For a Happy Bedtime Story, Think Cool, Dark and Quiet Q: I am a terrible sleeper, three, sometimes four hours a night. I checked about sleep apnea — negative — but the doctors suggest one problem might be my bedroom, that I should look into things like the mattress and pillows. Exactly what …Read more. Doing It With Mirrors Q: We built our new home to take advantage of the great water views ... except in the kitchen where we — duh — designed things so that when the cook (that's usually me) is working at the main counter, her back is turned to the scenery. …Read more. When to Float the Furniture Q: I can't figure how to arrange the furniture in our living room. One wall is all glass, leading out to the deck. I can't put anything against the glass — I don't want to be out on the deck looking at the back of the sofa, do I? A: Your best …Read more. Ruling Out Rules in Decorating Q: We have a lot of space in our new loft. A lot! What are the rules about arranging furniture? And what about colors? Everything we have is slick, modern, beige-ish (and boring). A: Much as I hate to break it to you, there are no rules about …Read more.more articles
Big Plans for Tiny Rooms
Q: What to do with a really small room? I mean teeny-tiny, maybe just wide enough to wedge in a double bed. We need a guest room, but would any guest feel welcome in such a stingy little bedroom?
A: If not, you should make better friends. As long as they can stretch out well enough to sleep in a space that's warm and welcoming, what more does any guest really need?
Here's an inspiring case in point: Dena Fishbein, top-shelf designer and author of "The Painted House, "and her husband Dan Fishbein used to handle their thriving design business via computers installed in this sliver of a room.
Then they both got laptops, Deana writes, leaving the space underemployed. They decided to turn it into a guest room, even if there was just a quarter-inch to spare when they moved the bed in.
However, no one loses sleep over the tight fit thanks to Dena's famously freehanded approach to mixing exuberant colors and patterns. The high canopy matches the pillows, which match the bed skirt, which is echoed in the throw and stenciled decorations that pack such an enormous punch of personality into the Lilliputian room.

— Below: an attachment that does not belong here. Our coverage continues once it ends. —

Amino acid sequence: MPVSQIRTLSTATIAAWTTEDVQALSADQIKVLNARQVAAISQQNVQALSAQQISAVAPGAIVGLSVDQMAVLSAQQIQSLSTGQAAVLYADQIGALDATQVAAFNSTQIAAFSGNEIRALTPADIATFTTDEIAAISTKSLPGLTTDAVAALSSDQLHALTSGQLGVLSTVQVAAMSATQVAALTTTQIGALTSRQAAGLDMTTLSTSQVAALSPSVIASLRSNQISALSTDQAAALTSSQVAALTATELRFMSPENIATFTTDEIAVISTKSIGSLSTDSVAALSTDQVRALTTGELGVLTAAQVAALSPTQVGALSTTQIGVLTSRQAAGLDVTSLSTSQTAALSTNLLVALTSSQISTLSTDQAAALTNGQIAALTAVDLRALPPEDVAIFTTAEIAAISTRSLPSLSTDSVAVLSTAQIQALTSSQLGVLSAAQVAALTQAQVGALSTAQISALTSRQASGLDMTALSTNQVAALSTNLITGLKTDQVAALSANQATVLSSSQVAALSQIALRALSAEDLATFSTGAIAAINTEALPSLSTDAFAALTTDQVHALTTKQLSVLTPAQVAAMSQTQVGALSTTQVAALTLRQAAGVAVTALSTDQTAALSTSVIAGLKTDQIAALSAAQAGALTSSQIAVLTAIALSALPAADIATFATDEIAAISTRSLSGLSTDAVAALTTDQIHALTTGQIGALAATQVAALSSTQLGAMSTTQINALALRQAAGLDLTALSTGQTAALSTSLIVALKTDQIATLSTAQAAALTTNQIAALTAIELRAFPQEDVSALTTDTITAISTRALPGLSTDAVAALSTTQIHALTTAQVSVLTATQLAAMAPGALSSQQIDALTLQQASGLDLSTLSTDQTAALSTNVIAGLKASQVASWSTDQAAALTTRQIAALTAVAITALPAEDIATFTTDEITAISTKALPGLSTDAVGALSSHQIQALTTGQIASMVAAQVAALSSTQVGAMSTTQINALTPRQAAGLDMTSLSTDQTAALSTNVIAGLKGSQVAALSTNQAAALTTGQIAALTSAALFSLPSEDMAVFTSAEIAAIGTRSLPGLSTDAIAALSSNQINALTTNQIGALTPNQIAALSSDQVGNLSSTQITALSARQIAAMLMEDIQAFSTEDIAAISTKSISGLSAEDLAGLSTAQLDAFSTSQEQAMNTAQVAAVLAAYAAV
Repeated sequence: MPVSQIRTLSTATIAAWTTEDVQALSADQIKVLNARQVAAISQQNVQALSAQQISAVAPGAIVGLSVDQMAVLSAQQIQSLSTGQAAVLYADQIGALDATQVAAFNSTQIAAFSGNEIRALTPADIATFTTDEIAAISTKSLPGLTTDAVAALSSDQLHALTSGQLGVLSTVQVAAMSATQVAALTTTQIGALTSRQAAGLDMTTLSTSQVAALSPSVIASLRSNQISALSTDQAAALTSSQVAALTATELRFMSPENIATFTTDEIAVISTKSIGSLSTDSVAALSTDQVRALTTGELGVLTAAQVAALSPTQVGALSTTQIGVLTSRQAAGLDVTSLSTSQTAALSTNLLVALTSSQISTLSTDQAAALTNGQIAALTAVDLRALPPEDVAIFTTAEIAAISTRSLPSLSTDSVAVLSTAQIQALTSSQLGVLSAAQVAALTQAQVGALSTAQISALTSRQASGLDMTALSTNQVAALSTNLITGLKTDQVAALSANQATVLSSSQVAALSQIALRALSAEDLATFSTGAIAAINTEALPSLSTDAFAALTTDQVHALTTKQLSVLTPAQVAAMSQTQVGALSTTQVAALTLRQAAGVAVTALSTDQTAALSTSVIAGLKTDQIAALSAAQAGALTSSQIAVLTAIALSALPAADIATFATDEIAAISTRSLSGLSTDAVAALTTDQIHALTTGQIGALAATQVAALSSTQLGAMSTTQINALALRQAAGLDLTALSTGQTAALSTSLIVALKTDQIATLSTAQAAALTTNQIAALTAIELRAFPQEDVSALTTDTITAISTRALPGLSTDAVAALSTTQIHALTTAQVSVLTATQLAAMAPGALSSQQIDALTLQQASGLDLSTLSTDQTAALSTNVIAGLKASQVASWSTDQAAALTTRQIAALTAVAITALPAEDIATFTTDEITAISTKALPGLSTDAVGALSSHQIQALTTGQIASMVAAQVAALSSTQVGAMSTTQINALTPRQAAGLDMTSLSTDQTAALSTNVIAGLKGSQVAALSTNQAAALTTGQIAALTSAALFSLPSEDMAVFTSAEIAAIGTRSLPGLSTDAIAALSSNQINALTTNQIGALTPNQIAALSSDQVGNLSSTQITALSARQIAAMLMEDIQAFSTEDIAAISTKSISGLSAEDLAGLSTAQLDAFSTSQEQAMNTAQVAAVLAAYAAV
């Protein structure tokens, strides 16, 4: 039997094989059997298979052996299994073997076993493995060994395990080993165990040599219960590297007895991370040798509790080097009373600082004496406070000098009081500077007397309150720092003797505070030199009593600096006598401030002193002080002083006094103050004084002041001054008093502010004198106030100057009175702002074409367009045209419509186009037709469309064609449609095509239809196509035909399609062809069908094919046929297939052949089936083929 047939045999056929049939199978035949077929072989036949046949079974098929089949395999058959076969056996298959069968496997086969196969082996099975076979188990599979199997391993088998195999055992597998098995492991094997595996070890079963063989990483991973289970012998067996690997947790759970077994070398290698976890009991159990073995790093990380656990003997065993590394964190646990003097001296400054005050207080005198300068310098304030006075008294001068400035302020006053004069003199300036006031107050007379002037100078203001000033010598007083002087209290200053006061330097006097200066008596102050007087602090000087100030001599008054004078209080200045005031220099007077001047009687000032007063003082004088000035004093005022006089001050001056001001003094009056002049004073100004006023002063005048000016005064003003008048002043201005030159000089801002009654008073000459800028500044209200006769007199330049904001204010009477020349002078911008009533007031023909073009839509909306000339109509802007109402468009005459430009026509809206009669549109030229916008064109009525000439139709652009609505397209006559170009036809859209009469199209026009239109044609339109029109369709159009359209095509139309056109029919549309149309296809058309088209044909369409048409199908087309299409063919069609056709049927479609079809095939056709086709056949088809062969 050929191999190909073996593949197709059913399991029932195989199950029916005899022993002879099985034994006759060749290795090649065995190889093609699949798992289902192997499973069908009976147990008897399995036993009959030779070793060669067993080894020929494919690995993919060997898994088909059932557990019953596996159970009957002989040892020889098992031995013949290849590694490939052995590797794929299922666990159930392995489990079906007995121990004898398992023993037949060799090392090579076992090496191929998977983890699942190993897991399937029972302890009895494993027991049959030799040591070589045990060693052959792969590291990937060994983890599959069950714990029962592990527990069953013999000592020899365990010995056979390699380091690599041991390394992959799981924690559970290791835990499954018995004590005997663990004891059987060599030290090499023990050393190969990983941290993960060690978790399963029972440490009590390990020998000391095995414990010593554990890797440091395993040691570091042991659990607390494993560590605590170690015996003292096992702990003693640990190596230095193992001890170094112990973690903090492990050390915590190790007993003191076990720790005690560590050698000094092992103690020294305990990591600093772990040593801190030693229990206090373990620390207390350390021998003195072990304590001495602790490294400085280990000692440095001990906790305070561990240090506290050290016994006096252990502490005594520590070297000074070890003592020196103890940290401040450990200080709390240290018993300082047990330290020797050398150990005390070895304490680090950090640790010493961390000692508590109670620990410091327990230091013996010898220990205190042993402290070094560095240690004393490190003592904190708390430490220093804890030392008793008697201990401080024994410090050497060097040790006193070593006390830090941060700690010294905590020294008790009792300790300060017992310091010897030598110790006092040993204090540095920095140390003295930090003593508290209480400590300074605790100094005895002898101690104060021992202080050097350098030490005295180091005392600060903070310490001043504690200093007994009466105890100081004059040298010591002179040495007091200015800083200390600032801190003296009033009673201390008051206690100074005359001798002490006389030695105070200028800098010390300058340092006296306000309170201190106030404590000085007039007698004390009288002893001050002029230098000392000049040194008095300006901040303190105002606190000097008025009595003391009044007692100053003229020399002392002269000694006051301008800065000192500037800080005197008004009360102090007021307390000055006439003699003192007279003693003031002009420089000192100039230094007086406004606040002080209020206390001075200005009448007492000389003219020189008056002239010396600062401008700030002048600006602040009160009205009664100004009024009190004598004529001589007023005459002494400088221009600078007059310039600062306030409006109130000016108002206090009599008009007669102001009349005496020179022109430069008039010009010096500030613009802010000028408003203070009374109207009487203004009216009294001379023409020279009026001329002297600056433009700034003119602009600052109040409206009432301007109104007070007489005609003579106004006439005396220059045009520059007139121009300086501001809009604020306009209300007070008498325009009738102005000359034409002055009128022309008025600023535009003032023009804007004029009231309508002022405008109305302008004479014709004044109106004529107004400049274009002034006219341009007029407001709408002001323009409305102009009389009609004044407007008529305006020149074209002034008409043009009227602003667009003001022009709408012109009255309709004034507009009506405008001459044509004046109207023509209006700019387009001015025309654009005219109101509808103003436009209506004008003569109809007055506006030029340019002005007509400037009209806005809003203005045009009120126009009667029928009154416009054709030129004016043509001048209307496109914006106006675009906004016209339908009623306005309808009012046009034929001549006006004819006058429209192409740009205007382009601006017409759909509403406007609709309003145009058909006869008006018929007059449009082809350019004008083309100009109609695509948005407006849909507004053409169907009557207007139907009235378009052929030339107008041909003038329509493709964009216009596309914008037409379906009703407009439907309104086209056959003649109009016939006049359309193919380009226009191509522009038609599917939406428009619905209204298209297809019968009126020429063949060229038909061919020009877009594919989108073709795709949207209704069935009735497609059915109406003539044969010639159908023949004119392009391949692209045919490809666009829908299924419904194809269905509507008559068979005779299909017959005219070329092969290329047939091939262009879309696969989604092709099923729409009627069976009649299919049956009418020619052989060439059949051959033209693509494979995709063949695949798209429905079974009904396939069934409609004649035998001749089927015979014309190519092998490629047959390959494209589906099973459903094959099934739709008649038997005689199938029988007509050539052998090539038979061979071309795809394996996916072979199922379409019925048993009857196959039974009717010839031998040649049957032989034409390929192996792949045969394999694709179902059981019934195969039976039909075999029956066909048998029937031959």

Also, please note: guests' basic comfort needs are provided for. There are light-controlling curtains at the windows, a handy table at bedside and an efficient reading lamp, all de rigueur in any guest room, however large or small.
This is creative re-purposing at its best. As Dena believes, "Part of what gives a house its vitality is its evolution. If your home grows and changes with you, if it reflects both where you are and where you've been, it will better suit where you're going."
Q: We're building "the house of our dreams" in the mountains.
A: You said, "of our dreams." Obviously, that includes your husband's, too.
By the way, landlocked outdoor showers are not as farfetched as they may seem. James Beard, the pioneering American foodie of the mid-20th century, installed an outdoor shower at his Greenwich Village townhouse. The shower was open to all the back gardens in the West 12th Street neighborhood — never mind that Beard was also known for his corpulence, an obvious occupational hazard.
The world's foodies, now converging on the Beard house for remarkable meals at the James Beard Foundation (www.jamesbeard.org), still giggle as they step past his shower en route to the dining table
Then there's the enviable outdoor shower installed by an ingenuous neighbor of my friend whose family farm lies in mountainous Virginia. High up on the top level of their handsome custom-built house, Henry's al fresco shower certainly boasts a better view than Beard's: the vista down the misty mountain valley is truly breathtaking.
There is one hazard, Henry admits: showering guests who accidentally drop the soap.
Rose Bennett Gilbert is the co-author of "Manhattan Style" and six other books on interior design. To find out more about Rose Bennett Gilbert and read features by other Creators Syndicate writers and cartoonists, visit the Creators Syndicate website at www.Creators.com.
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